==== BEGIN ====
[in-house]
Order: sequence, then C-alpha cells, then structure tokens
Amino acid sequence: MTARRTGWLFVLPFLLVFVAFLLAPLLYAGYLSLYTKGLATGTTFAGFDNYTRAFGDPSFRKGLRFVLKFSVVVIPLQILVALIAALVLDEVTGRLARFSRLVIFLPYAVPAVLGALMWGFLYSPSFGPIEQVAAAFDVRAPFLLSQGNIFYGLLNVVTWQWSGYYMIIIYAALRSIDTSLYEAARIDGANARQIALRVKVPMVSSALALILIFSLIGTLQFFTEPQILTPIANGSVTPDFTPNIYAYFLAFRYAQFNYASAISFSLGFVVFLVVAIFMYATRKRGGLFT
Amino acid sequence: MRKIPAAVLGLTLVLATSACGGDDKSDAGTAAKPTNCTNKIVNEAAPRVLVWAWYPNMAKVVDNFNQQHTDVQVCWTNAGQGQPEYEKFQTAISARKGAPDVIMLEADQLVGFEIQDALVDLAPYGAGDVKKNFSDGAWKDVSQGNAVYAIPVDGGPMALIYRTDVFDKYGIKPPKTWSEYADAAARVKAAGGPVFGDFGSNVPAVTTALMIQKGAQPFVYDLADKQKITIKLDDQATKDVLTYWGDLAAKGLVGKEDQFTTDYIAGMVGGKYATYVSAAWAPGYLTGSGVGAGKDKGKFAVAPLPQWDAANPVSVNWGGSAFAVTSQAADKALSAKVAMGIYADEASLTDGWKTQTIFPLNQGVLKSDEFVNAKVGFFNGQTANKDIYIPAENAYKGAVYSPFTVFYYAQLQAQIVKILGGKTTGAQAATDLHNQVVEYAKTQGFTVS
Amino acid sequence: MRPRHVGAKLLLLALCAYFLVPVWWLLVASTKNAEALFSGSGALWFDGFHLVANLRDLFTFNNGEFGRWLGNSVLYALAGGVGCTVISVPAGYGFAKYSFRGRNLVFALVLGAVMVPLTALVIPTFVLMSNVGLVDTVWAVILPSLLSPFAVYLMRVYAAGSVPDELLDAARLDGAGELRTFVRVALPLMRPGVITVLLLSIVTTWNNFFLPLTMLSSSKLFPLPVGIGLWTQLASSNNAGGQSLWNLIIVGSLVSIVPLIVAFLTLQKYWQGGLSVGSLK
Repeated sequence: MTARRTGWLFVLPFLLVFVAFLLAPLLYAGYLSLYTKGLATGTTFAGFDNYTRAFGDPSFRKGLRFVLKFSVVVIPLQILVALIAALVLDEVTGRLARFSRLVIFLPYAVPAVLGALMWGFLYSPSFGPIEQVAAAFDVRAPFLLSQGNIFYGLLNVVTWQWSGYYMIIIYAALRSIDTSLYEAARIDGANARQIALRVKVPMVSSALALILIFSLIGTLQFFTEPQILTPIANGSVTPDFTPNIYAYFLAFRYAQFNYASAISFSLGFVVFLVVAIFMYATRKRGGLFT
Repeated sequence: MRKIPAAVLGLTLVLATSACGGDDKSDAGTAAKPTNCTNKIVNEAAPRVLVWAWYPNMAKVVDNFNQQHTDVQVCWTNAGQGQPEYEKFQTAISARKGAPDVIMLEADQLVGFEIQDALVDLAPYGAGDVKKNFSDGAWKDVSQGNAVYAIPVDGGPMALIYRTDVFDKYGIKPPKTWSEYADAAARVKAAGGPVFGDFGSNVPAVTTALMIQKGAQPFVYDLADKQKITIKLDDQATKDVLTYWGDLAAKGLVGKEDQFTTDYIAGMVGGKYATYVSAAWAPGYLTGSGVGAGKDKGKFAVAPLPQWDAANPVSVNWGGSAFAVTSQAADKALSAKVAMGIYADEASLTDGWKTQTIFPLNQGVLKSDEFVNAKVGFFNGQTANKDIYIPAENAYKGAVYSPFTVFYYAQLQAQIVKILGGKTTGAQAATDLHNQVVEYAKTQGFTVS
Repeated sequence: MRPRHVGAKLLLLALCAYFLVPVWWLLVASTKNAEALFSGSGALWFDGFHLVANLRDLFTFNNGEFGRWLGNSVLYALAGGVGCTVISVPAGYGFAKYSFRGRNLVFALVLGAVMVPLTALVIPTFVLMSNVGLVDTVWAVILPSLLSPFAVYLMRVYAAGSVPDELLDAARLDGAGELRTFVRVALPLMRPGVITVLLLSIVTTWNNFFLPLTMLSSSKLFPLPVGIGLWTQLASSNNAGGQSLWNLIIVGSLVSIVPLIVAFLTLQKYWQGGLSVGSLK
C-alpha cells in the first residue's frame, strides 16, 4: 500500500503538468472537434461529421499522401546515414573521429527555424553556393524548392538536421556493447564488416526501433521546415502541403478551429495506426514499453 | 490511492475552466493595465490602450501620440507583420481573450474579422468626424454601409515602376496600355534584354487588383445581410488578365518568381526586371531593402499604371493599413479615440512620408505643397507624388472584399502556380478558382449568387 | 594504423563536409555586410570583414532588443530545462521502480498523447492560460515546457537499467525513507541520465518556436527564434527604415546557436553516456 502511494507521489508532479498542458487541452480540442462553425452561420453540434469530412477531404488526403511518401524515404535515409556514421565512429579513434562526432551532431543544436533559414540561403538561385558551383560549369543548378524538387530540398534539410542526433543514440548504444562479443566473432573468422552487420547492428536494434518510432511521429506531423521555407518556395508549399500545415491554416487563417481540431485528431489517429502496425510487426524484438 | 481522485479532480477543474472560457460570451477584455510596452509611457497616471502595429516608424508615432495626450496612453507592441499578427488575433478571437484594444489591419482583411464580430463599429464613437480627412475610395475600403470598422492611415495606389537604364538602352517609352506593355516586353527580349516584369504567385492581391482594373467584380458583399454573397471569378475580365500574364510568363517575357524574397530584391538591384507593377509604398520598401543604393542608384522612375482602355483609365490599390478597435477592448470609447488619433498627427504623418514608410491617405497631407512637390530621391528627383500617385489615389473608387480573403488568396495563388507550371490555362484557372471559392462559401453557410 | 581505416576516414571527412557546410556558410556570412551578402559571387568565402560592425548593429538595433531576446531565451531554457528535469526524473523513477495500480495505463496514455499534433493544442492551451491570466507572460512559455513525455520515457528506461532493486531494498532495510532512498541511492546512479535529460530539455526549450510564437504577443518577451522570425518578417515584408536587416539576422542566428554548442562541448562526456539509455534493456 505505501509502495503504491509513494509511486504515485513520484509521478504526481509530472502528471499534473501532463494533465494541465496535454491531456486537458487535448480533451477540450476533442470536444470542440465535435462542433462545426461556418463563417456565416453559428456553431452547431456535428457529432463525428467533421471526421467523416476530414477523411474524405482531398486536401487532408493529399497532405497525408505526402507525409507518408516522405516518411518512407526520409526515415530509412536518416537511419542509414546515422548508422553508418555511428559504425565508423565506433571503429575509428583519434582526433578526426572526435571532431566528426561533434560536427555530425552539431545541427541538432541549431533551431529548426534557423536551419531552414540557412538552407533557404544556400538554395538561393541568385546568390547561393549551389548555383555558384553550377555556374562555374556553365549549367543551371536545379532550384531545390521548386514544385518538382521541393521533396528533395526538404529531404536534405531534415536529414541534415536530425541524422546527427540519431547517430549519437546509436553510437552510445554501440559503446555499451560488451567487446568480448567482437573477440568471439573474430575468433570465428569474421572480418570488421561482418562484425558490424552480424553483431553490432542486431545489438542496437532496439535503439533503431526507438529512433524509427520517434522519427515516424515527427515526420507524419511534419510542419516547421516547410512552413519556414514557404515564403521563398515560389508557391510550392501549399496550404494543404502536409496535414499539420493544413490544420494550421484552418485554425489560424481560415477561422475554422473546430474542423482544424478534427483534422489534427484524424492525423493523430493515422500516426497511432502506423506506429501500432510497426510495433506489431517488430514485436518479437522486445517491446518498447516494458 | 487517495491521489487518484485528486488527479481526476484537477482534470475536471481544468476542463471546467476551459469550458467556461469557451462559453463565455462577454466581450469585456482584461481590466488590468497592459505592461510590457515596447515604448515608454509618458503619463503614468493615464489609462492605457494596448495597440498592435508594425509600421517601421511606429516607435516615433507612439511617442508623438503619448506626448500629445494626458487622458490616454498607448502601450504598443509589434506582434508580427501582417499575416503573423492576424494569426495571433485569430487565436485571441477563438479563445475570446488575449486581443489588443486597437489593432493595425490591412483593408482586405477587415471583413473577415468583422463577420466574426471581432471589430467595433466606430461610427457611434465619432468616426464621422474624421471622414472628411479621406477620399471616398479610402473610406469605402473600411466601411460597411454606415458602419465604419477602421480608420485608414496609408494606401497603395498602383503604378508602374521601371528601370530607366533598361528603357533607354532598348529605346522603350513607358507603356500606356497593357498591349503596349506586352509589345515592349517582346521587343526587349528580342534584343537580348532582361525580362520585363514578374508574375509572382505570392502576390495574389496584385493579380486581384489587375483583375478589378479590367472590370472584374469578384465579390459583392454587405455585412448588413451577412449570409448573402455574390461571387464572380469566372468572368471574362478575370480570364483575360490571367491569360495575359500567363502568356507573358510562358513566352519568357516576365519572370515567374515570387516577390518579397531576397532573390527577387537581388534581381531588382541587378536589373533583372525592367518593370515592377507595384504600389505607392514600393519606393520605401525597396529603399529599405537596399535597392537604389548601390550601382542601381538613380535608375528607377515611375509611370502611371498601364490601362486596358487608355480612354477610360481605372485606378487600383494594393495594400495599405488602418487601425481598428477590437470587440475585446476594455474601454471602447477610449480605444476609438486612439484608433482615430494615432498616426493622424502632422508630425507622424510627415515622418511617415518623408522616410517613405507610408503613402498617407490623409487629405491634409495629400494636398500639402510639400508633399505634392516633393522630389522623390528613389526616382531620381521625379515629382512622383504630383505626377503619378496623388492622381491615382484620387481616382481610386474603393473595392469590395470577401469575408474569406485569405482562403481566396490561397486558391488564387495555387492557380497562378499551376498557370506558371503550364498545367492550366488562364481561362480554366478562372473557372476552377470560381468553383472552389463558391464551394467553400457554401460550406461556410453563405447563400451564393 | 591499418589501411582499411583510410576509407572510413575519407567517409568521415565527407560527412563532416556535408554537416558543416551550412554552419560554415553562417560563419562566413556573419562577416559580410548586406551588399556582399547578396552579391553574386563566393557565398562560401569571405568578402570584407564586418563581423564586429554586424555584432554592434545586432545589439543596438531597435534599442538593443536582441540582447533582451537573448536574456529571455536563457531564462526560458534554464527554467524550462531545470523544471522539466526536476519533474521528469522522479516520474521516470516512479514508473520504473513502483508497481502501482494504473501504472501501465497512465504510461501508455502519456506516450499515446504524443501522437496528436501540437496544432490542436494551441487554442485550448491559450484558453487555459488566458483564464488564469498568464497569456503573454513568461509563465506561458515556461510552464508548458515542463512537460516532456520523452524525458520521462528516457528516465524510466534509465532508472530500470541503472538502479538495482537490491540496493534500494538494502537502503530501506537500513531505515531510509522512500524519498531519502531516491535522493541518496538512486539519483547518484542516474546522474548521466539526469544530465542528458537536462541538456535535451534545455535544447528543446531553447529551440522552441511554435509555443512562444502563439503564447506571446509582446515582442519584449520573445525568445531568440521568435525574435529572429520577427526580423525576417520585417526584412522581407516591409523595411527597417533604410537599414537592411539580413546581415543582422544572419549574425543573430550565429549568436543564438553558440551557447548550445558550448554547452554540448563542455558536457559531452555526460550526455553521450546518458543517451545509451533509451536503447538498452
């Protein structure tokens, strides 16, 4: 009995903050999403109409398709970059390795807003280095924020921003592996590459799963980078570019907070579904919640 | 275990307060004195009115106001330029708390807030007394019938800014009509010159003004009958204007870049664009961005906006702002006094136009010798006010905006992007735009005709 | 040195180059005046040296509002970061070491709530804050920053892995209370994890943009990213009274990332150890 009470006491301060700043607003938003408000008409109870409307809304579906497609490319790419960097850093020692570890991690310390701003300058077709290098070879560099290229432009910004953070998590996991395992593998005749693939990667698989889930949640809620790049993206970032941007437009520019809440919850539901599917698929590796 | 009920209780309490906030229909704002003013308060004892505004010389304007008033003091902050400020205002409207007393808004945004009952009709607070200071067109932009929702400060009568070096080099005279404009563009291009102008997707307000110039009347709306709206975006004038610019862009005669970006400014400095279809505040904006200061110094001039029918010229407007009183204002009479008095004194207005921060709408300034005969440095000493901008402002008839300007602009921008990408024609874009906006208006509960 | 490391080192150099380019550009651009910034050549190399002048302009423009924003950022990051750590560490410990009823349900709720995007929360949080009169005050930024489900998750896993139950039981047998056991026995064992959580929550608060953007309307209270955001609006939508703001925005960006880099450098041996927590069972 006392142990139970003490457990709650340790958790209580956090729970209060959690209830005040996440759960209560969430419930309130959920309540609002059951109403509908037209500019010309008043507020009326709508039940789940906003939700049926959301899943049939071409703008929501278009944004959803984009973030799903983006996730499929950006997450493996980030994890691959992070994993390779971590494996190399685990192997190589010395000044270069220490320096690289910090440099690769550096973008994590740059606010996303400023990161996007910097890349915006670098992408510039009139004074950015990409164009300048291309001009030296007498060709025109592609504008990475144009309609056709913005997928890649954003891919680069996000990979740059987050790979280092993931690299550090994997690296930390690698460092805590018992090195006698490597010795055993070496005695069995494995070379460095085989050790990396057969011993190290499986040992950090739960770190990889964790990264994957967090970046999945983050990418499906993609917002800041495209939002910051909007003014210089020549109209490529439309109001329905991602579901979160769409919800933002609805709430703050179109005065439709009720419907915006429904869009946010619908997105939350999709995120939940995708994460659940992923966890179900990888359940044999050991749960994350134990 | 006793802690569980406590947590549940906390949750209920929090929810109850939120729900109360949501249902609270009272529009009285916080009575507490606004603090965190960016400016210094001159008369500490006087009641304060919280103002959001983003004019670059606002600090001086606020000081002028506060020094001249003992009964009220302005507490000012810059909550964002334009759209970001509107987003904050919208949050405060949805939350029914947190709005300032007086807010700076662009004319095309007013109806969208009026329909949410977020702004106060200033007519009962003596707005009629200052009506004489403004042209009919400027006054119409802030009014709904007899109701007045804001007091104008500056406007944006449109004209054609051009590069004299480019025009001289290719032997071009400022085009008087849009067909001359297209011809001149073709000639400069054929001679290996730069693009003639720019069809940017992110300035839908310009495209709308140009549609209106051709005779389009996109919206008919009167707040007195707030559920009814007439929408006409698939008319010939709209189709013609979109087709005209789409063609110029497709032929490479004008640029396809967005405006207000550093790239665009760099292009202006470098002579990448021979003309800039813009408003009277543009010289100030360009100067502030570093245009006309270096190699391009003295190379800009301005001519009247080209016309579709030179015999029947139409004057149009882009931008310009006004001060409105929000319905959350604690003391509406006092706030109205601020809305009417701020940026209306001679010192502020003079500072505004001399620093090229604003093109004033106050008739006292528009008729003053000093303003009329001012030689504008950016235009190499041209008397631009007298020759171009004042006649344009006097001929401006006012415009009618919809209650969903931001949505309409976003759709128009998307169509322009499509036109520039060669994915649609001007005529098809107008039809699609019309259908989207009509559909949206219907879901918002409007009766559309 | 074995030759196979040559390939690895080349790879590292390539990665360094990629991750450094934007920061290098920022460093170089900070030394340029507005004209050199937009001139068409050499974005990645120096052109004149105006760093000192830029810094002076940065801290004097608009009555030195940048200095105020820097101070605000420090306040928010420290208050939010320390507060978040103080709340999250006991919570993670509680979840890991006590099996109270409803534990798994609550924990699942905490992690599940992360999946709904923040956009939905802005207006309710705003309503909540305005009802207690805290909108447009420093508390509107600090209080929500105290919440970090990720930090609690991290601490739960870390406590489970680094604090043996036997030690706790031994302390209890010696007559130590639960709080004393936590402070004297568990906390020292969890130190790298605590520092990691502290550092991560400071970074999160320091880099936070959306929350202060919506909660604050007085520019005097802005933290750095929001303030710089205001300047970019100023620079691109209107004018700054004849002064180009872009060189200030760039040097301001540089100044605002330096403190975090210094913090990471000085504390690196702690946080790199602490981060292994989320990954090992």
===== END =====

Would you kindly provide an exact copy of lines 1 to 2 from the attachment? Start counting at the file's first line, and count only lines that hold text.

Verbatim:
[in-house]
Order: sequence, then C-alpha cells, then structure tokens